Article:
Essa Nagri is home to more than 50,000 Christians, the second largest minority in Pakistan after Hindus. It is part of a high-profile National Assembly constituency. In 2018, Pakistan Tehreek e Insaf candidate Aamir Liaquat won the seat. In 2002, 2008 and 2013, the Muttahida Qaumi Movement (MQM) candidates, including former Karachi Mayor Farooq Sattar, won the seat. Pakistan People’s Party senator Anwar Lal Dean has also been closely associated with the area.
Despite the area’s proximity to big names, the run-down locality appears underprivileged even by Karachi’s standards. Piles of garbage and overflowing sewers are a common sight. When this scribe visited the area, distressed residents narrated multiple problems they faced.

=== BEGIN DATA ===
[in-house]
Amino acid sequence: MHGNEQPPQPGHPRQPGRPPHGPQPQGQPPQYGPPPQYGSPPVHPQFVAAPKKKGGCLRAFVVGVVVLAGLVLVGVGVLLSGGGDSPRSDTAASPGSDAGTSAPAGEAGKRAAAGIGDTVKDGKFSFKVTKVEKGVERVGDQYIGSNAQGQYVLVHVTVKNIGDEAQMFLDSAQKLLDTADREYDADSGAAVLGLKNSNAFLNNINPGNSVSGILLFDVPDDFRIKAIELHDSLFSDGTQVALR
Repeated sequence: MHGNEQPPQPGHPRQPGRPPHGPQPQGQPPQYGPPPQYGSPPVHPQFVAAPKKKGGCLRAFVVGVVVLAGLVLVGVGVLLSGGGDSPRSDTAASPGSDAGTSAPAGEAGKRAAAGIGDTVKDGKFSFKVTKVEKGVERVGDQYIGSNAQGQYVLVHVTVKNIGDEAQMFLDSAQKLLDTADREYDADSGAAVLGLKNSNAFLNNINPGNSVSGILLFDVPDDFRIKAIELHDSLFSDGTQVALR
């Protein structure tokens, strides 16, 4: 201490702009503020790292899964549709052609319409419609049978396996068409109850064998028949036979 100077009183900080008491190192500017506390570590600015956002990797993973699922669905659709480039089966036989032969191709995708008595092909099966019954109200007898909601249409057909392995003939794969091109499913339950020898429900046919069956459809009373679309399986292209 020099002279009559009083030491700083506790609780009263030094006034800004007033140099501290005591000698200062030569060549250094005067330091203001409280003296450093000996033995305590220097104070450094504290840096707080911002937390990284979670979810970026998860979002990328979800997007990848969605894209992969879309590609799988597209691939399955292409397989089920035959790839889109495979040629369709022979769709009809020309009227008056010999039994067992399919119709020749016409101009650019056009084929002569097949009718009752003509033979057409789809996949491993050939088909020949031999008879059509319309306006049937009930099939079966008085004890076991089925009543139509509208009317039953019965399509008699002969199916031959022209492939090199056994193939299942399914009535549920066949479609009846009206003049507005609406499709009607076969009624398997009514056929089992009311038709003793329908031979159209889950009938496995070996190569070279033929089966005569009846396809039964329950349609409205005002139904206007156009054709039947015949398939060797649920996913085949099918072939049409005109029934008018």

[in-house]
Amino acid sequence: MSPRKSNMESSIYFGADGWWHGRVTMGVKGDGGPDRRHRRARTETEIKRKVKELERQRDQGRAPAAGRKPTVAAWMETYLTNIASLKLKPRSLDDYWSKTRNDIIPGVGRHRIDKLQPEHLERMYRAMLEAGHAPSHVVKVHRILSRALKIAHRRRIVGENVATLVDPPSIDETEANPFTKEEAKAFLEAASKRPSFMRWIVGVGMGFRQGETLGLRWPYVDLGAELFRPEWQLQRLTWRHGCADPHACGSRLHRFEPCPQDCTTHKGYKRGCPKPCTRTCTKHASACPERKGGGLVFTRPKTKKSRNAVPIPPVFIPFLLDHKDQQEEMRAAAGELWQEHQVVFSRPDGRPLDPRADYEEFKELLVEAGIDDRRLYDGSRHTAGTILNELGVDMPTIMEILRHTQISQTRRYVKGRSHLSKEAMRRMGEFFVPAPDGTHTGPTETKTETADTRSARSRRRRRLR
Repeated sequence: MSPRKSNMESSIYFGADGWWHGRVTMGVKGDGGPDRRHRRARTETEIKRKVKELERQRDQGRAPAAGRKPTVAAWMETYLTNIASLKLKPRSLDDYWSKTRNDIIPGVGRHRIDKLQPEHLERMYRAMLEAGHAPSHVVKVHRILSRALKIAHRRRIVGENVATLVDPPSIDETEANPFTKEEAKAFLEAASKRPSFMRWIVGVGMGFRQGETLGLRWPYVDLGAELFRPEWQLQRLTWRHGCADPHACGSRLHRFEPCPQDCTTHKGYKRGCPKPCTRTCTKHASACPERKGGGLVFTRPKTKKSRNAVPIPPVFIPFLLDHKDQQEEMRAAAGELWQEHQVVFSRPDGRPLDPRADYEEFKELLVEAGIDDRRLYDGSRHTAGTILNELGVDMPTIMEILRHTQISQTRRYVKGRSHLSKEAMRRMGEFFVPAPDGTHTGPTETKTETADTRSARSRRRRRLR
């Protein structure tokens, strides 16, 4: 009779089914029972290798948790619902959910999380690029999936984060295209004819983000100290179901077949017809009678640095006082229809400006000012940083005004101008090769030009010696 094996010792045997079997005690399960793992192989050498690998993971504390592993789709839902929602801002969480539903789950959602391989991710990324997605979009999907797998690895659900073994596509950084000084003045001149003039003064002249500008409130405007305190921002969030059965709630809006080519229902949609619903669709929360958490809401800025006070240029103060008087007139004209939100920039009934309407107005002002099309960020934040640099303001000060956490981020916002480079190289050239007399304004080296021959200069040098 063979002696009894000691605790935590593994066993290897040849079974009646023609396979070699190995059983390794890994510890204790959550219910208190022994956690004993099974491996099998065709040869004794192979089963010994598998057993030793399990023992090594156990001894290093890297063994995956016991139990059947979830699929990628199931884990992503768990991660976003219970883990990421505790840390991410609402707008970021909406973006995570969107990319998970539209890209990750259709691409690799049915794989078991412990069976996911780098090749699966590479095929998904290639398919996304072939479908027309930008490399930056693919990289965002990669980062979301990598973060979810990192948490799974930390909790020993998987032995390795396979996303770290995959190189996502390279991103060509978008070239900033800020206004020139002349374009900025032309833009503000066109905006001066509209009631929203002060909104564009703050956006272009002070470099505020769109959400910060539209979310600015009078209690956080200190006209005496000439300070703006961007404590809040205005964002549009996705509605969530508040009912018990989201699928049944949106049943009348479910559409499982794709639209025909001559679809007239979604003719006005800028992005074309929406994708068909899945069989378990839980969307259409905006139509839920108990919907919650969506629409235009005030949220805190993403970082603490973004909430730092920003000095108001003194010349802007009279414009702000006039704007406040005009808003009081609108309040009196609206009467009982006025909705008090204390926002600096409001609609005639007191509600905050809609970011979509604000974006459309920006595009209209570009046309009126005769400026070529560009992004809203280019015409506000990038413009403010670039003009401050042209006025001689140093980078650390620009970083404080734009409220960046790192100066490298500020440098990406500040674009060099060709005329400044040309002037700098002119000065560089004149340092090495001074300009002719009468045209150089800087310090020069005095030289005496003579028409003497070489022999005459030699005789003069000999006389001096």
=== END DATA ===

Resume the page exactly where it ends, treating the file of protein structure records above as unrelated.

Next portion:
“The sword of Damocles”
Pakistan Masiha Millat Party (Christian People Party) Chairperson Liaquat Manawar described the issue of blasphemy as the sword of Damocles hanging over the heads of the minorities. He said blasphemy accusations which are often spread without being verified, had led to riots, with minorities getting killed and wounded.
For instance, he said those who were behind the 2012 Quran-burning incident were not Christians, but neighboring-area ruffians involved in gang warfare.
“The gang members used to hide in our neighborhood. When our people protested, they burnt the Quran and blamed us,” Manawar said.